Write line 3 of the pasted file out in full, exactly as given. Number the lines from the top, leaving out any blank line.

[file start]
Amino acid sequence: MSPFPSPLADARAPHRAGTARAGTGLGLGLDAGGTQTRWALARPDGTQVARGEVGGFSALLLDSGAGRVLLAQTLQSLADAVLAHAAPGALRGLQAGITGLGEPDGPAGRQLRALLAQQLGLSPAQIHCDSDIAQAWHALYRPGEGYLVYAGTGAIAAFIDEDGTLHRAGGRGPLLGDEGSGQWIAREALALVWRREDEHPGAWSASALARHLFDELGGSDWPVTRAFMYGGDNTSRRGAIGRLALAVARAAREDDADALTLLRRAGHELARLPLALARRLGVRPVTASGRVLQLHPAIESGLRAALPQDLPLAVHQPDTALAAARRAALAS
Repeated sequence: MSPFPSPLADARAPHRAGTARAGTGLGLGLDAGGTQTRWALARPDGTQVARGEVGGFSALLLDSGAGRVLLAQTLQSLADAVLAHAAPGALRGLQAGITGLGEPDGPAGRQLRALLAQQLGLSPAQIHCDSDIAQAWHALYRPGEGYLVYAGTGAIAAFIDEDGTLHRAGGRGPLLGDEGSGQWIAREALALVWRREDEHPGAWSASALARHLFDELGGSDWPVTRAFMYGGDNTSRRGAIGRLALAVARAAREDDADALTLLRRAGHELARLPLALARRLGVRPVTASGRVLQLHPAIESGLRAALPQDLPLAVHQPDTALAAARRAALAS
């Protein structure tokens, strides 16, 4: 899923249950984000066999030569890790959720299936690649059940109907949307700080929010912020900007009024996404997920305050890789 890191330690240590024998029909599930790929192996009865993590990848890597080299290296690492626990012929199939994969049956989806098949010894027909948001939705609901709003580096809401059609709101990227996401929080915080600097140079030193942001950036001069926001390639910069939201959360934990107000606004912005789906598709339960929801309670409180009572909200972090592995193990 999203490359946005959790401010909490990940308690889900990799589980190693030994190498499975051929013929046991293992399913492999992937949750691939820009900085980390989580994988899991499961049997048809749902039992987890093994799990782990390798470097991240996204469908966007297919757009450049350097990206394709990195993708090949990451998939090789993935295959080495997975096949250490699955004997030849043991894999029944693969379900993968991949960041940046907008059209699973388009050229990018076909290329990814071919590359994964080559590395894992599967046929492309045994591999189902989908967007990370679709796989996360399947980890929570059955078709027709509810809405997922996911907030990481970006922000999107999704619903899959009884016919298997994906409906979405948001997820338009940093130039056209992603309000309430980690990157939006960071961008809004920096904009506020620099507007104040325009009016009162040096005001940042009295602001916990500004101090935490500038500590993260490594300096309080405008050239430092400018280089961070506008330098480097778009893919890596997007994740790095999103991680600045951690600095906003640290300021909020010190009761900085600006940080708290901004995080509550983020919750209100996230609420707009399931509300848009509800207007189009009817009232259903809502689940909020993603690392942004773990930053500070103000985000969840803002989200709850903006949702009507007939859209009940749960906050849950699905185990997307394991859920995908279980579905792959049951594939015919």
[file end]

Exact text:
């Protein structure tokens, strides 16, 4: 899923249950984000066999030569890790959720299936690649059940109907949307700080929010912020900007009024996404997920305050890789 890191330690240590024998029909599930790929192996009865993590990848890597080299290296690492626990012929199939994969049956989806098949010894027909948001939705609901709003580096809401059609709101990227996401929080915080600097140079030193942001950036001069926001390639910069939201959360934990107000606004912005789906598709339960929801309670409180009572909200972090592995193990 999203490359946005959790401010909490990940308690889900990799589980190693030994190498499975051929013929046991293992399913492999992937949750691939820009900085980390989580994988899991499961049997048809749902039992987890093994799990782990390798470097991240996204469908966007297919757009450049350097990206394709990195993708090949990451998939090789993935295959080495997975096949250490699955004997030849043991894999029944693969379900993968991949960041940046907008059209699973388009050229990018076909290329990814071919590359994964080559590395894992599967046929492309045994591999189902989908967007990370679709796989996360399947980890929570059955078709027709509810809405997922996911907030990481970006922000999107999704619903899959009884016919298997994906409906979405948001997820338009940093130039056209992603309000309430980690990157939006960071961008809004920096904009506020620099507007104040325009009016009162040096005001940042009295602001916990500004101090935490500038500590993260490594300096309080405008050239430092400018280089961070506008330098480097778009893919890596997007994740790095999103991680600045951690600095906003640290300021909020010190009761900085600006940080708290901004995080509550983020919750209100996230609420707009399931509300848009509800207007189009009817009232259903809502689940909020993603690392942004773990930053500070103000985000969840803002989200709850903006949702009507007939859209009940749960906050849950699905185990997307394991859920995908279980579905792959049951594939015919």